I'll weigh in on this; I've got some strong opinions on the topic and some historical tidbits that haven't been mentioned yet. (I'm pro-status quo, btw; let's get that out of the way first)
So, the way I sing the song, I skip the objectionable third verse. Shortening the text considerably, the first two verses go: 1) Is the flag still there? (i.e. did the fort surrender?) 2) Yes, it is! Yay!
The natural follow-up question, is "what happened overnight?"
The story of that night needs some context, the tone of which will sound familiar to many people who have worked on large projects. When Fort McHenry was built, range for the guns was chosen by how far it would need to shoot in order to reach the shorelines it was protecting. It seemed a logical choice: once you can effectively fire to the opposite shore, what use do you have for longer range? The answer came on the night that F.S. Key was watching the fort get pounded by British warships whose gun budget was tuned for "hit the other guy before he can hit you on the open sea".
A second point of context was that the flag they were flying was possibly the largest U.S. flag ever flown
- the flagpole it flew on was the tallest ship's mast available at the local shipyard, and the Army Corps of Engineers did some math to figure out what dimensions would give it a diagonal length equal to the mast's height above ground. When they hoisted the flag for the first time and discovered that fabric stretches on its bias, the flag was trimmed until it didn't drag on the ground. For the conditions, they literally couldn't make the stars and stripes more visible for the opposing forces. Since the British were firing the contemporary equivalent of flare rounds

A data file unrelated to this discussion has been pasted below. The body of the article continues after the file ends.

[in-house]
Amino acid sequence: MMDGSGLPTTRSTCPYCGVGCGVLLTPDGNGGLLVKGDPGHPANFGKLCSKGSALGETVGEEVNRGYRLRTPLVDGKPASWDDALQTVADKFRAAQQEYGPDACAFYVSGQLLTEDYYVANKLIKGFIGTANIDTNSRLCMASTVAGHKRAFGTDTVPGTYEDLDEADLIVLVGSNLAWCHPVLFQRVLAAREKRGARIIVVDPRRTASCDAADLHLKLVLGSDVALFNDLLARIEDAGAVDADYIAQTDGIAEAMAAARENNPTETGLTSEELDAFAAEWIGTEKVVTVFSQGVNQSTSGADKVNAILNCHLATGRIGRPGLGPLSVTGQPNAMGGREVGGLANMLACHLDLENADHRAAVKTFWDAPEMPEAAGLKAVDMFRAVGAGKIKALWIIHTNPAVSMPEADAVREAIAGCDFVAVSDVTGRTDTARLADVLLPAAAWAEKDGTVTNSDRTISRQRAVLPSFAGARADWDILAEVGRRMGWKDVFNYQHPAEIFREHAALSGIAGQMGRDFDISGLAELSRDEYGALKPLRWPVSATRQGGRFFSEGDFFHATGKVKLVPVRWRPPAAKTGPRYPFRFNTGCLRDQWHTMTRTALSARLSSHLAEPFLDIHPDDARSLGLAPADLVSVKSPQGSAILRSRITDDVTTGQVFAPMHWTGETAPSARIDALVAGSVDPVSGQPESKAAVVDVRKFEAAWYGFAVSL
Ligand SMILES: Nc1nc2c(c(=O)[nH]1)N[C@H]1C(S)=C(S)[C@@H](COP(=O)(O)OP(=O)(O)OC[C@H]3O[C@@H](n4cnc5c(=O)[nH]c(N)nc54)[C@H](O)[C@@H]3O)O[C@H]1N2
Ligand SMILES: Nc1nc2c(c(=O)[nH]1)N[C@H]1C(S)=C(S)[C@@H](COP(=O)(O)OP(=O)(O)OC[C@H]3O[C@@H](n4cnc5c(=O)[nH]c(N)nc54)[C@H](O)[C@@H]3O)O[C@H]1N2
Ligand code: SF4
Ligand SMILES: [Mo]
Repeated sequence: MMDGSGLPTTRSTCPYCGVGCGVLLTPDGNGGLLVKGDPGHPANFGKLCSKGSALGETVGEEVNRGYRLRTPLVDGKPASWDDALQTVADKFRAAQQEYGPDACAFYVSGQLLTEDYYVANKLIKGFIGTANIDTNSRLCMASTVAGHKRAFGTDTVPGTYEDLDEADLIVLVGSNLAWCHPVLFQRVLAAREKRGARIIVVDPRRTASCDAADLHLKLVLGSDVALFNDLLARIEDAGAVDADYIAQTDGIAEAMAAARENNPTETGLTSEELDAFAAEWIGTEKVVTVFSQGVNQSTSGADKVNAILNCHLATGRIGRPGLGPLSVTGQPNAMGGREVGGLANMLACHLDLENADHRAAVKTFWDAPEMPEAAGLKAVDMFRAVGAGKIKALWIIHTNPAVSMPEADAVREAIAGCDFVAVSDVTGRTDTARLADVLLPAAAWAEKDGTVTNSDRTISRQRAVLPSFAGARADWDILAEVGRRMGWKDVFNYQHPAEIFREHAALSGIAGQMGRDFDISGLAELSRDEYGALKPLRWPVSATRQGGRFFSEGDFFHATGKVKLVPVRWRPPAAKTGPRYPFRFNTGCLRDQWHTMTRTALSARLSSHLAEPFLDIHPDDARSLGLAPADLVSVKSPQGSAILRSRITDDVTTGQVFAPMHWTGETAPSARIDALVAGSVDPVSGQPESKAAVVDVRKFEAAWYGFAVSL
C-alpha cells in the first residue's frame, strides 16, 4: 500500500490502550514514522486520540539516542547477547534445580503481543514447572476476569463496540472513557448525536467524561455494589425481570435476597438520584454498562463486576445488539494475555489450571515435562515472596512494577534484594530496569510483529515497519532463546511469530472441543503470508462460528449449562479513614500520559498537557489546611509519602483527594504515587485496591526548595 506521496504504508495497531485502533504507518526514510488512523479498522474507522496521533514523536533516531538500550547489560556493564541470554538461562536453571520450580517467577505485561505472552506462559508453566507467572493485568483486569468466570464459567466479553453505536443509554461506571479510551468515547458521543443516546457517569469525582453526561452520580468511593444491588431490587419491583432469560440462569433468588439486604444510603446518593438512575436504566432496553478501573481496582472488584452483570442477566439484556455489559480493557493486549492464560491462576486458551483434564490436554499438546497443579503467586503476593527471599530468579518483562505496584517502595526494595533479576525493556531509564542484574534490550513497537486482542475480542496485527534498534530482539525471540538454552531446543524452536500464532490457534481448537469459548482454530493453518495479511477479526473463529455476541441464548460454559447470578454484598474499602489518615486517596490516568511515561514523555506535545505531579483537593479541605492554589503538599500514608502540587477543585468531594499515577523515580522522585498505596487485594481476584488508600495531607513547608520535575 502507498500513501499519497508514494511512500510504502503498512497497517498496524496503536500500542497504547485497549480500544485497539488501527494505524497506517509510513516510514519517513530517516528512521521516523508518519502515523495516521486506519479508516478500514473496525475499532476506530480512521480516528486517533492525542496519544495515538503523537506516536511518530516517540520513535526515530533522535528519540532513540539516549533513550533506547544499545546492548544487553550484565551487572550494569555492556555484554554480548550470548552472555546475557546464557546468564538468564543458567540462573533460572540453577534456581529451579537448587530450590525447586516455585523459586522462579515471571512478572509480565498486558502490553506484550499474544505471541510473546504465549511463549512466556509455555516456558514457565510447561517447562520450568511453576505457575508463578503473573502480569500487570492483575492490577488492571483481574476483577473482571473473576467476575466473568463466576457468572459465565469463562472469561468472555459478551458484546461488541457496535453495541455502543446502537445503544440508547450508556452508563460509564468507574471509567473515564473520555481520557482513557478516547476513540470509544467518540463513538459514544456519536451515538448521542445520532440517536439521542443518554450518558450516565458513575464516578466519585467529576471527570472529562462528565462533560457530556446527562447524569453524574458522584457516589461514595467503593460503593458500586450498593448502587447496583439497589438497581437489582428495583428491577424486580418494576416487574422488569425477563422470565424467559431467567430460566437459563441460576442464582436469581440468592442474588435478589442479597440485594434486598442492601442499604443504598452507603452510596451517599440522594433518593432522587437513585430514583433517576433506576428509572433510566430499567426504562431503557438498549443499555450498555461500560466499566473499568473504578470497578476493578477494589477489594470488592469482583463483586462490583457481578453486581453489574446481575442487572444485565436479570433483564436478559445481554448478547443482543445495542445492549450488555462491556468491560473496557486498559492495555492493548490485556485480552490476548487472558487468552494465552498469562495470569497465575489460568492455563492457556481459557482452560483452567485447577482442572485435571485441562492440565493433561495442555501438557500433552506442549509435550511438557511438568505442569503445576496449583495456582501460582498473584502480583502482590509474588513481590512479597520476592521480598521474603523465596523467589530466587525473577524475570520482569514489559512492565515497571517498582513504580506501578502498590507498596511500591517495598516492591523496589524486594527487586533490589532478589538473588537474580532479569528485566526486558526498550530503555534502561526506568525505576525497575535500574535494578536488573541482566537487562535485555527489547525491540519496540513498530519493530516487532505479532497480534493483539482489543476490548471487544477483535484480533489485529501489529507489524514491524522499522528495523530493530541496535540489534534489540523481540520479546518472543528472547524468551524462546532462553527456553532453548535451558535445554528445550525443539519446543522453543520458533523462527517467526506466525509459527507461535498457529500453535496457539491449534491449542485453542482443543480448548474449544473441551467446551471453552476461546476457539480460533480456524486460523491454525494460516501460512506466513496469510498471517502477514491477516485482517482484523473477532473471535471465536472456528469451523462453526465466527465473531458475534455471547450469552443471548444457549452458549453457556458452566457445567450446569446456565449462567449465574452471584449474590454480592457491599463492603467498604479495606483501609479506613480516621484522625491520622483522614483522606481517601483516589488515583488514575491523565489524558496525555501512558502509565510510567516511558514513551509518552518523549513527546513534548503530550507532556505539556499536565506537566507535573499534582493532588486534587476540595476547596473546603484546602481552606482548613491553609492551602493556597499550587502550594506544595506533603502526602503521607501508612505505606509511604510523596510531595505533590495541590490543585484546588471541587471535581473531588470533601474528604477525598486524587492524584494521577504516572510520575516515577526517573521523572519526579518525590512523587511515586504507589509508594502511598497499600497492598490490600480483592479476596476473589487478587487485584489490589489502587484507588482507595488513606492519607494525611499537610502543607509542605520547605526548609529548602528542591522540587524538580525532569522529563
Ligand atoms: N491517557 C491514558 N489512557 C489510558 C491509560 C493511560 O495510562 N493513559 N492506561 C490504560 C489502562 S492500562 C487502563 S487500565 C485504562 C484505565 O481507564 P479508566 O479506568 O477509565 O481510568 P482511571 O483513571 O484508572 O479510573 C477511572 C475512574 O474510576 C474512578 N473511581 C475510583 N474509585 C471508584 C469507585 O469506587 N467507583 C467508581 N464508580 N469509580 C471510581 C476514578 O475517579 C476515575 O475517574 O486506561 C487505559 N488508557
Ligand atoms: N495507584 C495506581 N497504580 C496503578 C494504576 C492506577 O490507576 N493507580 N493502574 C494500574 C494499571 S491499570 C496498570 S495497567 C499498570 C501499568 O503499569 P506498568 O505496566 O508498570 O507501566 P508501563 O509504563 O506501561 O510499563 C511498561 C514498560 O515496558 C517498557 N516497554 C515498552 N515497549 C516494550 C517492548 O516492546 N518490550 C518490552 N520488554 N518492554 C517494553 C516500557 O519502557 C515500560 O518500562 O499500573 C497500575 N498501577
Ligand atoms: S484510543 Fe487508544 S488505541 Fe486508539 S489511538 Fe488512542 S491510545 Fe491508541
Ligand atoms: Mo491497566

at a rate of one every 5 minutes, it's probable that the flag was easily visible for as long as the battle lasted.
So what happened overnight was that whenever the British ships came in range of the Fort's guns they were repelled; however, the Fort was getting pounded non-stop all night. When the Fort's guns fell silent it was impossible to tell whether they were out of ammunition or just conserving while they could. In point of fact, they were out; neither the British nor Key knew that, however. The ships in the harbor and their crews assumed that the Fort would signal surrender when they were our of ammo by lowering the flag.
My favorite historical tidbit from this story is that prior to the battle the garrison commander ordered the flag nailed to the flagpole
. Short of a direct hit on the flagpole, that flag wasn't coming down that day. Out of cannon ammo, the garrison stood ready with rifles and bayonets to repel Marines if needed. If the British wanted the flag to come down they'd have to do it themselves, over the dead bodies of every last American in the Fort.
So, now we're on to the 4th verse:
Francis Scott Key wrote:O thus be it ever, when freemen shall stand
Between their loved homes and the war's desolation!
Blest with victory and peace, may the heaven-rescued land
Praise the Power that hath made and preserved us a nation
Then conquer we must when our cause it is just
And this be our motto: "In God is our trust."
And the star-spangled banner in triumph shall wave
O'er the land of the free and the home of the brave!
Thus: this is how it should be.
Ever: throughout history, now, and forever in the future.
Do you really want to change the Anthem? Instead of throwing out the baby with the bathwater, how about we start a tradition of singing just the 4th verse?
I find the entire 4th verse inspiring, the Atheists in the audience can mentally substitute "the strength of our arms" for "the power that hath made . . . us a nation" for all I care. I love that it reminds us of the real reasons to take up arms - our loved homes, and our just cause. Perhaps as a nation we'd be less likely to get into fights if we were reminded at each Baseball and Football game to consider whether our cause is just before picking up our guns. At the same time, we can remind the World what will happen when we do pick them up.